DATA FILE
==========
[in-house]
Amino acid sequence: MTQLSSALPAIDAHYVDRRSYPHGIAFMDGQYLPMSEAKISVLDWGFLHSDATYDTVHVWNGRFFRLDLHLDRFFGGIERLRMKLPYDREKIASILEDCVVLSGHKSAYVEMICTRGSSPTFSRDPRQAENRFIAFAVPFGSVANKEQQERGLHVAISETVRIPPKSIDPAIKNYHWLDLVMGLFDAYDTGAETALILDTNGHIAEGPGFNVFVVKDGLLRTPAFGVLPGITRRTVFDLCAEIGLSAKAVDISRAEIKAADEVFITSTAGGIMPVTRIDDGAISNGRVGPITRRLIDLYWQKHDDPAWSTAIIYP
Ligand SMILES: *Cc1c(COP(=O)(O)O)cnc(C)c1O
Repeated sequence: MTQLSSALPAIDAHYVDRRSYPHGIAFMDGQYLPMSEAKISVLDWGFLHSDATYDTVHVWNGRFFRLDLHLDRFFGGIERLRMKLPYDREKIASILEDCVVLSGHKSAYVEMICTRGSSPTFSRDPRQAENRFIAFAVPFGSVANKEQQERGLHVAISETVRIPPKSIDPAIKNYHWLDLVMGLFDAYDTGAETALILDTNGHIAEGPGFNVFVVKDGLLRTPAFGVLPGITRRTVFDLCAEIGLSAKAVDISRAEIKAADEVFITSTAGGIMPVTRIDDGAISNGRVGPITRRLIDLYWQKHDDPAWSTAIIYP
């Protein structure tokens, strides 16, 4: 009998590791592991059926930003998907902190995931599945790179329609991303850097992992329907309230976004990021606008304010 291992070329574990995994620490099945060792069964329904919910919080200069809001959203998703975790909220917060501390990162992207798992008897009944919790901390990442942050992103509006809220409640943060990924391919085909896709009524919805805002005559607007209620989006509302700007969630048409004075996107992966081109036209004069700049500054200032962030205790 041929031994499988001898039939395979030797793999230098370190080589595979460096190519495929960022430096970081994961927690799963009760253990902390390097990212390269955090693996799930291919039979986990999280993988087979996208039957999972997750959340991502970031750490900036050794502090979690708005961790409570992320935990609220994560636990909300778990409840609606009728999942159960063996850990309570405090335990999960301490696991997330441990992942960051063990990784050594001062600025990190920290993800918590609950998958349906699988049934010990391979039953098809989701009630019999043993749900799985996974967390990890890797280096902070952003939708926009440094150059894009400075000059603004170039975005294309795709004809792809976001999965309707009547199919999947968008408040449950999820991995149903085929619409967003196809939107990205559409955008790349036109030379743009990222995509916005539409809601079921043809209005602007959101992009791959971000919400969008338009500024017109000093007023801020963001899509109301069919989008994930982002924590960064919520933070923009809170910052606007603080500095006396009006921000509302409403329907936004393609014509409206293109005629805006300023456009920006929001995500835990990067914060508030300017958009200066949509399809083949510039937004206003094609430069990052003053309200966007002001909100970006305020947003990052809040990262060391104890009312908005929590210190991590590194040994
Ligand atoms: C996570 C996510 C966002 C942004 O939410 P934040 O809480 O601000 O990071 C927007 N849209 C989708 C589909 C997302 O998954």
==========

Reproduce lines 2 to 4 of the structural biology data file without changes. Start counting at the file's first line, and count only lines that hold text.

Amino acid sequence: MTQLSSALPAIDAHYVDRRSYPHGIAFMDGQYLPMSEAKISVLDWGFLHSDATYDTVHVWNGRFFRLDLHLDRFFGGIERLRMKLPYDREKIASILEDCVVLSGHKSAYVEMICTRGSSPTFSRDPRQAENRFIAFAVPFGSVANKEQQERGLHVAISETVRIPPKSIDPAIKNYHWLDLVMGLFDAYDTGAETALILDTNGHIAEGPGFNVFVVKDGLLRTPAFGVLPGITRRTVFDLCAEIGLSAKAVDISRAEIKAADEVFITSTAGGIMPVTRIDDGAISNGRVGPITRRLIDLYWQKHDDPAWSTAIIYP
Ligand SMILES: *Cc1c(COP(=O)(O)O)cnc(C)c1O
Repeated sequence: MTQLSSALPAIDAHYVDRRSYPHGIAFMDGQYLPMSEAKISVLDWGFLHSDATYDTVHVWNGRFFRLDLHLDRFFGGIERLRMKLPYDREKIASILEDCVVLSGHKSAYVEMICTRGSSPTFSRDPRQAENRFIAFAVPFGSVANKEQQERGLHVAISETVRIPPKSIDPAIKNYHWLDLVMGLFDAYDTGAETALILDTNGHIAEGPGFNVFVVKDGLLRTPAFGVLPGITRRTVFDLCAEIGLSAKAVDISRAEIKAADEVFITSTAGGIMPVTRIDDGAISNGRVGPITRRLIDLYWQKHDDPAWSTAIIYP